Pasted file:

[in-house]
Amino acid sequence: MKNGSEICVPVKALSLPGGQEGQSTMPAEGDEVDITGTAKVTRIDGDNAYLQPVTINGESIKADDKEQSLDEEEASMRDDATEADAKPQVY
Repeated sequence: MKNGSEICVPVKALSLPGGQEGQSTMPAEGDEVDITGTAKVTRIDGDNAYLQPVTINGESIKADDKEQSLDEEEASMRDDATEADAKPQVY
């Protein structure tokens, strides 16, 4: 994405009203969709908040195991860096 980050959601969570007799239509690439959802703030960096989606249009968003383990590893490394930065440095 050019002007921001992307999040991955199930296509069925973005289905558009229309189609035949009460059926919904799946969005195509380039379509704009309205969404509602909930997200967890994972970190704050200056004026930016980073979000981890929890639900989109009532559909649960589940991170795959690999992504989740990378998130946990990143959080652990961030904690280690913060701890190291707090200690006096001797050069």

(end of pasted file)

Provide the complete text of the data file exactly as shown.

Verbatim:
[in-house]
Amino acid sequence: MKNGSEICVPVKALSLPGGQEGQSTMPAEGDEVDITGTAKVTRIDGDNAYLQPVTINGESIKADDKEQSLDEEEASMRDDATEADAKPQVY
Repeated sequence: MKNGSEICVPVKALSLPGGQEGQSTMPAEGDEVDITGTAKVTRIDGDNAYLQPVTINGESIKADDKEQSLDEEEASMRDDATEADAKPQVY
């Protein structure tokens, strides 16, 4: 994405009203969709908040195991860096 980050959601969570007799239509690439959802703030960096989606249009968003383990590893490394930065440095 050019002007921001992307999040991955199930296509069925973005289905558009229309189609035949009460059926919904799946969005195509380039379509704009309205969404509602909930997200967890994972970190704050200056004026930016980073979000981890929890639900989109009532559909649960589940991170795959690999992504989740990378998130946990990143959080652990961030904690280690913060701890190291707090200690006096001797050069």